Kelli: Is there a message in the show that you hope members of the audience will take away from the show?

Ashley: Since we are doing Cinderella over the holidays I hope that members of the audience leave the theatre with a sense of magic and holiday merriment. This show does exactly what a holiday show should do and that is leave a lasting feeling of positivity and holiday joy. This show has a message about perseverance and a person’s ability to turn a bad situation into a positive one.

Kelli: Since this show will have a huge impact on the audience, especially the younger audience members, could you tell me what the first show you saw onstage was that had an impact on you?

Ashley: The first show I saw on Broadway was Titanic, which has a beautiful score by Maury Yeston. However, the show that really inspired me was Annie Get Your Gun with Bernadette Peters. It was in that moment that I realized I wanted to part of the theatre world.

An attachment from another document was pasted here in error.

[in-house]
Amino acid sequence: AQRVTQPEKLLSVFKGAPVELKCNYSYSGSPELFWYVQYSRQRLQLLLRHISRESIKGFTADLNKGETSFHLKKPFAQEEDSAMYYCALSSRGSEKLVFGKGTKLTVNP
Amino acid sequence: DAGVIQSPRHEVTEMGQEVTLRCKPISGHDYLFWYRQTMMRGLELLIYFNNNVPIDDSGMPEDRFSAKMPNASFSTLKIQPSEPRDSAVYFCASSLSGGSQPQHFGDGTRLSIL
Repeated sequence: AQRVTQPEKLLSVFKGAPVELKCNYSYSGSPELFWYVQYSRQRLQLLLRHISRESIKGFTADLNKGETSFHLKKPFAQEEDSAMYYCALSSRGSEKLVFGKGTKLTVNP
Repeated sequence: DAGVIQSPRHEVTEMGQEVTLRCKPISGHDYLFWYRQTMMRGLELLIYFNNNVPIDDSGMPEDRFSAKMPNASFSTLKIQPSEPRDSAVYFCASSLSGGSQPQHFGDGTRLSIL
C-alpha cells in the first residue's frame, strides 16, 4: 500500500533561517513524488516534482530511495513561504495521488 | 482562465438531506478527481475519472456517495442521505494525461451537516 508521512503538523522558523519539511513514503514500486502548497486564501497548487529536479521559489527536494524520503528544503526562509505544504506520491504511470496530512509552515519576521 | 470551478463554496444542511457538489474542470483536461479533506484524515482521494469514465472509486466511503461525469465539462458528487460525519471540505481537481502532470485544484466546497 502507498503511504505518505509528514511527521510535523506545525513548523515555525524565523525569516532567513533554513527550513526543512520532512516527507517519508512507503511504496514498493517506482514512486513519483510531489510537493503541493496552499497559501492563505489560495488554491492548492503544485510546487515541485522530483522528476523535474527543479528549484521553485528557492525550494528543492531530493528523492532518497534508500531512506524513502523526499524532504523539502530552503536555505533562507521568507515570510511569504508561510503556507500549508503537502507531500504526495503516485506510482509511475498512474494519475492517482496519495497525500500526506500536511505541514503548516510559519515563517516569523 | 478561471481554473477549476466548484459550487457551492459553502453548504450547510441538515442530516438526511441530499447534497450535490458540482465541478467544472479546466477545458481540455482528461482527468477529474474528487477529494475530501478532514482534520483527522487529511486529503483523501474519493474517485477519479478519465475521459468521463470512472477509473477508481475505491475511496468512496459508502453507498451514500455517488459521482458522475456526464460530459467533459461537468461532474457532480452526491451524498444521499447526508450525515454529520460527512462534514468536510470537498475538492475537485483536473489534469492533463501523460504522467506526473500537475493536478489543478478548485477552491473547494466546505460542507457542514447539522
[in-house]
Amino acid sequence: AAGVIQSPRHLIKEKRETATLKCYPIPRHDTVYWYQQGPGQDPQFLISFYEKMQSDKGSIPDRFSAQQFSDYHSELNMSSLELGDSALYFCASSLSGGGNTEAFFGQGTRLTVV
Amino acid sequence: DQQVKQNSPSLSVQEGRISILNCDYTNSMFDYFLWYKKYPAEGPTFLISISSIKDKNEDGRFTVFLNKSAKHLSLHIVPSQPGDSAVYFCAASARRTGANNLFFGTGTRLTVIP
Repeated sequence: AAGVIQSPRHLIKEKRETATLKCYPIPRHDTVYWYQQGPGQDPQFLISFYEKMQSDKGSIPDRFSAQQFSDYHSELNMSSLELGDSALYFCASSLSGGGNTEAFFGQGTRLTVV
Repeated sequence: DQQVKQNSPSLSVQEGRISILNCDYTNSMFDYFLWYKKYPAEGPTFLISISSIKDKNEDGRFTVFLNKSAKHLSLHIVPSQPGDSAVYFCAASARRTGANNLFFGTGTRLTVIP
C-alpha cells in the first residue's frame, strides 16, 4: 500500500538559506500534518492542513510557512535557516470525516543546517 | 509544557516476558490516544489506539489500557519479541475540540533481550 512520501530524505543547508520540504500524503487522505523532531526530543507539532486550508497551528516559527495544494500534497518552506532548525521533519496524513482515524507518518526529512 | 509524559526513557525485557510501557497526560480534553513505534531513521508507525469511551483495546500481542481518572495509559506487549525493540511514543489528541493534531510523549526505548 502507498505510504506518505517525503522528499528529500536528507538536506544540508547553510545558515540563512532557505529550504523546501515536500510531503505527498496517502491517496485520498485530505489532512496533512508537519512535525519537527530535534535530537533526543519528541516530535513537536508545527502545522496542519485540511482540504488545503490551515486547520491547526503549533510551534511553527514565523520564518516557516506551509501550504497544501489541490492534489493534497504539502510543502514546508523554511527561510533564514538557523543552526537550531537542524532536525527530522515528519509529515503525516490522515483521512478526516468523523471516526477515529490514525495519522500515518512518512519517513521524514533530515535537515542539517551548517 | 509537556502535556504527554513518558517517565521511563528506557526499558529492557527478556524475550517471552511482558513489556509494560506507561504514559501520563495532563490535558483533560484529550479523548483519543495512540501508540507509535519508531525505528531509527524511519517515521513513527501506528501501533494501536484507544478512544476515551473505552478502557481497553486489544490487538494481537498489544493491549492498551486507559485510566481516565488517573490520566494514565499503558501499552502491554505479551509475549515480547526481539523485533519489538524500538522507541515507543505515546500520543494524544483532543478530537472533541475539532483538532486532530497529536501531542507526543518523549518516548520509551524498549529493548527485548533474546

One of the best parts of my experience playing this role in Rodgers and Hammerstein’s Cinderella is knowing that there have been younger people of color in the audience and I am extremely grateful I have the opportunity to represent people of color in playing the role of Ella. When I was younger I saw Brandy play the role of Cinderella and Whitney Houston as the Fairy Godmother, and watching their performances had an impact on me. I am truly grateful for the opportunity to be playing the role of Ella.

Kelli: Why in your opinion is live theatre important?